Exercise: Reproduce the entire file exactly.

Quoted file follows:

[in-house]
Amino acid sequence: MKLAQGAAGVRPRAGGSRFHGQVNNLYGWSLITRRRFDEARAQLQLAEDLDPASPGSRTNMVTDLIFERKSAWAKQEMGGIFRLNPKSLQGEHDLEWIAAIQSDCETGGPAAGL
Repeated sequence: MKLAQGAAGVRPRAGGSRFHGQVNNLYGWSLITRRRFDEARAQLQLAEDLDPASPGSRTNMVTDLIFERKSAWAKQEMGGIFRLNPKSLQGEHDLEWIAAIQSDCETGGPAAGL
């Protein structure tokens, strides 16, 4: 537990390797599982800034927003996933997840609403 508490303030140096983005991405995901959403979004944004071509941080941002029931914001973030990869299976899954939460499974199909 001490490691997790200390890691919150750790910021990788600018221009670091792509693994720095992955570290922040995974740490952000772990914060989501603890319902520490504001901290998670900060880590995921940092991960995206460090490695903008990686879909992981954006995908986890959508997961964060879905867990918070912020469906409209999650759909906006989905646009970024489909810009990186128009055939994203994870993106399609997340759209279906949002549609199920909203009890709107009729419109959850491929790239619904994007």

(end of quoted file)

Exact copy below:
[in-house]
Amino acid sequence: MKLAQGAAGVRPRAGGSRFHGQVNNLYGWSLITRRRFDEARAQLQLAEDLDPASPGSRTNMVTDLIFERKSAWAKQEMGGIFRLNPKSLQGEHDLEWIAAIQSDCETGGPAAGL
Repeated sequence: MKLAQGAAGVRPRAGGSRFHGQVNNLYGWSLITRRRFDEARAQLQLAEDLDPASPGSRTNMVTDLIFERKSAWAKQEMGGIFRLNPKSLQGEHDLEWIAAIQSDCETGGPAAGL
């Protein structure tokens, strides 16, 4: 537990390797599982800034927003996933997840609403 508490303030140096983005991405995901959403979004944004071509941080941002029931914001973030990869299976899954939460499974199909 001490490691997790200390890691919150750790910021990788600018221009670091792509693994720095992955570290922040995974740490952000772990914060989501603890319902520490504001901290998670900060880590995921940092991960995206460090490695903008990686879909992981954006995908986890959508997961964060879905867990918070912020469906409209999650759909906006989905646009970024489909810009990186128009055939994203994870993106399609997340759209279906949002549609199920909203009890709107009729419109959850491929790239619904994007």